SPRINGFIELD -- The parents of an autistic child have asked the Illinois Supreme Court to reinstate their lawsuit against vaccine makers they blame for their son's condition.

Lower courts have held that Druanne and Ronald Reilly, parents of Christopher Reilly, should have sought compensation from the so-called Vaccine Court, which operates under the auspices of the Court of Federal Claims.

The National Childhood Vaccine Injury Act of 1986 precludes traditional tort actions until administrative remedies have been exhausted, but the Reillys contend that their son's alleged injury does not qualify under the Vaccine Act, because of the nature of the injury and timing of the autism diagnosis.

"Clearly, the lower court rulings are of vital interest to the citizens of the state of Illinois and especially to children who are completely denied any redress for their injuries solely because their parents were not made aware of any symptoms of their condition until after the statute of limitations within the Vaccine Act had passed," the Reillys contend in a petition for leave to appeal.

According to the appellate court opinion in his case, Christopher Reilly was born in 1995. Over the next two years, he was given a standard battery of vaccinations, which allegedly included thimerosal, a mercury-based preservative.

Christopher Reilly was diagnosed with autism in 1998.

His parents contend that his autism was caused by the mercury in thimerosal and filed a lawsuit alleging product liability, breach of warranty, negligence, consumer fraud and battery, as well as intentional infliction of emotional distress.

The suit named several vaccine manufacturers and thimerosal makers as defendants.

The defendants sought dismissal by arguing that the Vaccine Act precluded state-court jurisdiction according to 42 U.S.C. section 300aa-1.

The companies also sought dismissal of the emotional distress count on the basis that their products were approved by the Food and Drug Administration; thus, their conduct could not, as a matter of law, rise to the level of extreme conduct required to support a charge of intentional infliction of emotional distress.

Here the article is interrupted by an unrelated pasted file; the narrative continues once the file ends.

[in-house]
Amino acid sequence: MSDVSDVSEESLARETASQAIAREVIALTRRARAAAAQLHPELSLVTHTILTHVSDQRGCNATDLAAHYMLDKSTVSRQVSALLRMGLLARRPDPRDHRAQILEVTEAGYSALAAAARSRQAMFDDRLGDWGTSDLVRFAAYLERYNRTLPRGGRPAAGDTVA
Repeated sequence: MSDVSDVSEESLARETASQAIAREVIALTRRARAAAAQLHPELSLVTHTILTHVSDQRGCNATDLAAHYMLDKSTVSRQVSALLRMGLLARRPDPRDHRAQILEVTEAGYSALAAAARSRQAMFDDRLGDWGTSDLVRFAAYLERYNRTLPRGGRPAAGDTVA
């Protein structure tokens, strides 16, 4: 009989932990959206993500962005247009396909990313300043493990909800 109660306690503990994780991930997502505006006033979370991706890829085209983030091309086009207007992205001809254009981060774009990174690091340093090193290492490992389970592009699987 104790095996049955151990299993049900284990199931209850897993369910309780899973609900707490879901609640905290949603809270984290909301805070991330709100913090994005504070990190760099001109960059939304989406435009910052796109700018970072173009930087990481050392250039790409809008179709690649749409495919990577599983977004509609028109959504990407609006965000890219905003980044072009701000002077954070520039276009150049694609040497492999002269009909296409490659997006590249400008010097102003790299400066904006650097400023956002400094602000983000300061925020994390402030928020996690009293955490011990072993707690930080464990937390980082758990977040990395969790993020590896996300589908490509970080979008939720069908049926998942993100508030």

Cook County Circuit Judge Lynn M. Egan granted both motions, dismissing the claims.

That decision was affirmed in part on Sept. 28, 2007, by the 1st District Appellate Court. The case was reinstated and remanded, however, as to the thimerosal manufacturers. Justice Mary Jane Theis wrote the opinion with Justices Patrick J. Quinn and Joy V. Cunningham concurring. Reilly v. Wyeth, No. 1-06-1174.

Theis explained that the Vaccine Act is intended to expedite damage awards and to protect vaccine manufacturers from litigation. Individuals seeking compensation for a "vaccine-related injury" must file a petition against the U.S. secretary of Health and Human Services.

Cases are considered first by special masters, then the Court of Federal Claims and, if necessary, the U.S. Court of Appeals for the Federal Circuit. After the Court of Claims rules on a case, the claimant may accept an award and waive tort rights, or reject an award and pursue relief in court.

The Vaccine Act mandates dismissal of civil actions based on "vaccine-related injury," but the Reillys contend their son's injury was related to thimerosal, not the vaccine itself. The act has an exception for injuries "associated with an adulterant or contaminant intentionally added to such a vaccine," making the status of thimerosal a fact question that should survive a motion to dismiss according to 42 U.S.C. [sec] 300aa-33(5), the parents claim.

Theis looked up the words "adulterant" and "contaminant," neither of which are defined in the Vaccine Act. Webster's Third New International Dictionary (1993) defines the former as something "corrupt, debased, or ... impure by the addition of a foreign or a baser substance," while the latter is something that "corrupts or infects."

But a "preservative" is something added to prevent "decay, discoloration, or spoilage," according to Webster's.

"Thus, under the plain meaning of those words" Theis wrote, "thimerosal, as used in the vaccines, is the antithesis of an adulterant or contaminant within the meaning of [the Vaccine Act] because its purpose is to prevent the corruption of the vaccine.

"At the time the vaccine was made, it was 'intentionally added' as an approved ingredient in the formulation of a vaccine to preserve it," Theis wrote, citing a federal rule that stated, "Products in multi-dose containers shall contain a preservative." 21 C.F.R. [sec] 610.15 (2006). She also cited 10 published federal and state decisions holding that thimerosal was not a contaminant under the Vaccine Act.

But in their petition for leave to appeal to the high court, the Reillys contend that the Appellate Court overlooked Mead v. Aventis Pasteur Inc., 2002 WL 31973718 (D. Org.), a ruling on a class-action over thimerosal.

"The Mead court held that because plaintiffs had alleged harms precipitated by the toxic mercury contained within thimerosal, it was entirely possible that a state court could find that plaintiffs did not suffer a vaccine-related injury," the petition contends.

"The Appellate Court's determination below that thimerosal does not fit the definition of an adulterant or contaminant was based solely on the dictionary definition of the terms, as the statute provides no guidance as to what constitutes an 'adulterant' or 'contaminant,' " the Reillys contend. "Thus, it cannot be concluded, as a matter of law, that the introduction of mercury to the vaccine is not an adulterant."

The Reillys are represented by Joseph A. Power Jr. and Devon C. Bruce of Power, Rogers & Smith P.C.

The case is Christopher Reilly, etc., et al. v. Eli Lily & Co., et al., No. 105578.